Arizona schools inundated with federal virus money, some inundated
PHOENIX – Arizona K-12 Schools have received nearly $ 4.3 billion through several federal coronavirus relief programs, with virtually all public charter schools or traditional districts receiving additional money for them. help endure closures caused by the COVID-19 pandemic and help students make up for lost class time.
But the money was not evenly distributed, and schools that serve a high proportion of low-income students received much more and the ability to help lower-performing students and even their families to make big gains, though. the money is spent correctly.
As of March 2020, the federal government has provided $ 190 billion in pandemic assistance to schools, an amount that is more than four times what the U.S. Department of Education spends on K-12 schools over the course of ‘a typical year. The Associated Press, based on data published or provided by states and the federal government, has calculated how much money has been awarded to nearly every school district in the country.
The PA has tracked more than $ 145 billion sent to states to be distributed among schools since last year, including general pandemic relief that some states have shared with their schools.
Not all the money has been distributed, but the Associated Press has collected data on $ 3.57 billion that has so far been sent to schools in Arizona, and some schools have been awarded a budget of ‘half a year or more in virus relief funds. The biggest prize pool came from President Joe Biden’s American Rescue Act plan, which included $ 2.7 billion for Arizona schools.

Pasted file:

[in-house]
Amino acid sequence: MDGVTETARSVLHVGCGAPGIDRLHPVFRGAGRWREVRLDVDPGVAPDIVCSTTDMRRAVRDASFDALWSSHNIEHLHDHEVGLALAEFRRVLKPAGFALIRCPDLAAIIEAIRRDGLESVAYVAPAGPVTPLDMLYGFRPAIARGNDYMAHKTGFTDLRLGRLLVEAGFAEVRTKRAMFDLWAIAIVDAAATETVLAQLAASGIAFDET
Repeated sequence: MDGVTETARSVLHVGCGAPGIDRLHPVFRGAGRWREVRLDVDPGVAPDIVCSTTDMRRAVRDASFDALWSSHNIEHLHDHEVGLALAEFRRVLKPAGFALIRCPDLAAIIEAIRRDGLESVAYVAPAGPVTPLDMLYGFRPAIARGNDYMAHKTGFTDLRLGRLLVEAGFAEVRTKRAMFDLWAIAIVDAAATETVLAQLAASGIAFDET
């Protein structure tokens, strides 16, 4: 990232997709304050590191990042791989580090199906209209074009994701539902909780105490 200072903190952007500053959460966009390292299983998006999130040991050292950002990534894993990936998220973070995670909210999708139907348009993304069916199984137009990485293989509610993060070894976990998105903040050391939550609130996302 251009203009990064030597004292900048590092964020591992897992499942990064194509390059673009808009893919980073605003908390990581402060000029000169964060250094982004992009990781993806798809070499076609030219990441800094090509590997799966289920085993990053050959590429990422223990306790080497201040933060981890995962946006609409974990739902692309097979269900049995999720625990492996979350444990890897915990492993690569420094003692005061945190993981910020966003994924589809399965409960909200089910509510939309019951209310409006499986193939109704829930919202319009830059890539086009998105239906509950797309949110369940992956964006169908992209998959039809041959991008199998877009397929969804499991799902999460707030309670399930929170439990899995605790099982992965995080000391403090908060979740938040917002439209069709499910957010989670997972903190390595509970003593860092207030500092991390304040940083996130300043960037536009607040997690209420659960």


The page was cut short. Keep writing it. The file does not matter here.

Many Arizona public and charter schools that don’t have a lot of low-income students have received around $ 500 per student. Meanwhile, public schools with a high percentage of students eligible for free or discounted federally funded lunches received much more, in some cases a huge amount.
Two prime examples are the Vail School District in southeast Tucson and the Sunnyside Unified School District in Tucson.
The two districts educate a similar number of students in over 20 elementary, middle and high schools each, Vail 13,792 and Sunnyside about 15,600.
But Vail received just $ 558 per student, or $ 7.7 million, to help him recover from the financial and educational losses due to the pandemic, mainly because less than 30% of his students were classified as low income. Its annual budget is approximately $ 110 million.
Sunnyside, meanwhile, raised $ 82.5 million in federal relief funds, or about two-thirds of its annual district budget of $ 130 million. This resulted in $ 5,291 per student.